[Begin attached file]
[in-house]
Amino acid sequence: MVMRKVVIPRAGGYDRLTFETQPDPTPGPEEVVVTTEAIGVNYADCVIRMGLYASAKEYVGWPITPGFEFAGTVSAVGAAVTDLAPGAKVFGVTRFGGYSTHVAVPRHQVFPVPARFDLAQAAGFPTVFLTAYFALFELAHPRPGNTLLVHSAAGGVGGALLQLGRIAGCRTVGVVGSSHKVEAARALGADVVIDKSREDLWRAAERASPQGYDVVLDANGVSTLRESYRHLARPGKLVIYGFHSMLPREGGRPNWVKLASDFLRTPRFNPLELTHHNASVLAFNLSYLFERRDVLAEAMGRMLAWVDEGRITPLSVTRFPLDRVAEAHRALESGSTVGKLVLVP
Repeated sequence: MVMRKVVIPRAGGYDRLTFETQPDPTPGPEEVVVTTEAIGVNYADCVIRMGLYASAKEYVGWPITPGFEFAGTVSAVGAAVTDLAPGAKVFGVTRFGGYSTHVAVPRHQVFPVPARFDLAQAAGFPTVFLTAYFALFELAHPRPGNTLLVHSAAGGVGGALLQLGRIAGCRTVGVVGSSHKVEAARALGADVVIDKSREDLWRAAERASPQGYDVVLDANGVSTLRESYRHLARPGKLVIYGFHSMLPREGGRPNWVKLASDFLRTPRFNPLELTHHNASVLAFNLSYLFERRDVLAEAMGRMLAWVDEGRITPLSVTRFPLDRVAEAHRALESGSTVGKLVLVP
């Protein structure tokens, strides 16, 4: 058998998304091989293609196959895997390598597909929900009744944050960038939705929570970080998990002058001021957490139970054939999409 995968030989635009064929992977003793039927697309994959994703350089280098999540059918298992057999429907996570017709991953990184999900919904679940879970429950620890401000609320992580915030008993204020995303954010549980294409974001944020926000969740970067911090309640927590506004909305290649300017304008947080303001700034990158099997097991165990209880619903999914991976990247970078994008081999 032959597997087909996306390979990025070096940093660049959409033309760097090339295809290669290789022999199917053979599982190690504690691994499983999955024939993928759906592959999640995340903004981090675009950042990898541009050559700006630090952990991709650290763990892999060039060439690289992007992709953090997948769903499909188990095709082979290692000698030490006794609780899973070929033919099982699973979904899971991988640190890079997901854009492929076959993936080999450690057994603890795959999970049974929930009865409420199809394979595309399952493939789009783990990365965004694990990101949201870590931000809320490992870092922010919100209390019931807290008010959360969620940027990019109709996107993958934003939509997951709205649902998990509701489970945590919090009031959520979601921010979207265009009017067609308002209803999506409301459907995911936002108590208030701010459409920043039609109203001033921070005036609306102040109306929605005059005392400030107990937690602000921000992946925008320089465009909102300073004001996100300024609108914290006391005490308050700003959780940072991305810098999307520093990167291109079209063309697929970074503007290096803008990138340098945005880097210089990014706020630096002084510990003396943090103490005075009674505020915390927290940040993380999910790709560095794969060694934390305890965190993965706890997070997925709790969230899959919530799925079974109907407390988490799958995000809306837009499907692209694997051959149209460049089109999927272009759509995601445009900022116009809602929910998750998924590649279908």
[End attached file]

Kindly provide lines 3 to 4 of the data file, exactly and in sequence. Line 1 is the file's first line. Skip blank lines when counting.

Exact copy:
Repeated sequence: MVMRKVVIPRAGGYDRLTFETQPDPTPGPEEVVVTTEAIGVNYADCVIRMGLYASAKEYVGWPITPGFEFAGTVSAVGAAVTDLAPGAKVFGVTRFGGYSTHVAVPRHQVFPVPARFDLAQAAGFPTVFLTAYFALFELAHPRPGNTLLVHSAAGGVGGALLQLGRIAGCRTVGVVGSSHKVEAARALGADVVIDKSREDLWRAAERASPQGYDVVLDANGVSTLRESYRHLARPGKLVIYGFHSMLPREGGRPNWVKLASDFLRTPRFNPLELTHHNASVLAFNLSYLFERRDVLAEAMGRMLAWVDEGRITPLSVTRFPLDRVAEAHRALESGSTVGKLVLVP
């Protein structure tokens, strides 16, 4: 058998998304091989293609196959895997390598597909929900009744944050960038939705929570970080998990002058001021957490139970054939999409 995968030989635009064929992977003793039927697309994959994703350089280098999540059918298992057999429907996570017709991953990184999900919904679940879970429950620890401000609320992580915030008993204020995303954010549980294409974001944020926000969740970067911090309640927590506004909305290649300017304008947080303001700034990158099997097991165990209880619903999914991976990247970078994008081999 032959597997087909996306390979990025070096940093660049959409033309760097090339295809290669290789022999199917053979599982190690504690691994499983999955024939993928759906592959999640995340903004981090675009950042990898541009050559700006630090952990991709650290763990892999060039060439690289992007992709953090997948769903499909188990095709082979290692000698030490006794609780899973070929033919099982699973979904899971991988640190890079997901854009492929076959993936080999450690057994603890795959999970049974929930009865409420199809394979595309399952493939789009783990990365965004694990990101949201870590931000809320490992870092922010919100209390019931807290008010959360969620940027990019109709996107993958934003939509997951709205649902998990509701489970945590919090009031959520979601921010979207265009009017067609308002209803999506409301459907995911936002108590208030701010459409920043039609109203001033921070005036609306102040109306929605005059005392400030107990937690602000921000992946925008320089465009909102300073004001996100300024609108914290006391005490308050700003959780940072991305810098999307520093990167291109079209063309697929970074503007290096803008990138340098945005880097210089990014706020630096002084510990003396943090103490005075009674505020915390927290940040993380999910790709560095794969060694934390305890965190993965706890997070997925709790969230899959919530799925079974109907407390988490799958995000809306837009499907692209694997051959149209460049089109999927272009759509995601445009900022116009809602929910998750998924590649279908």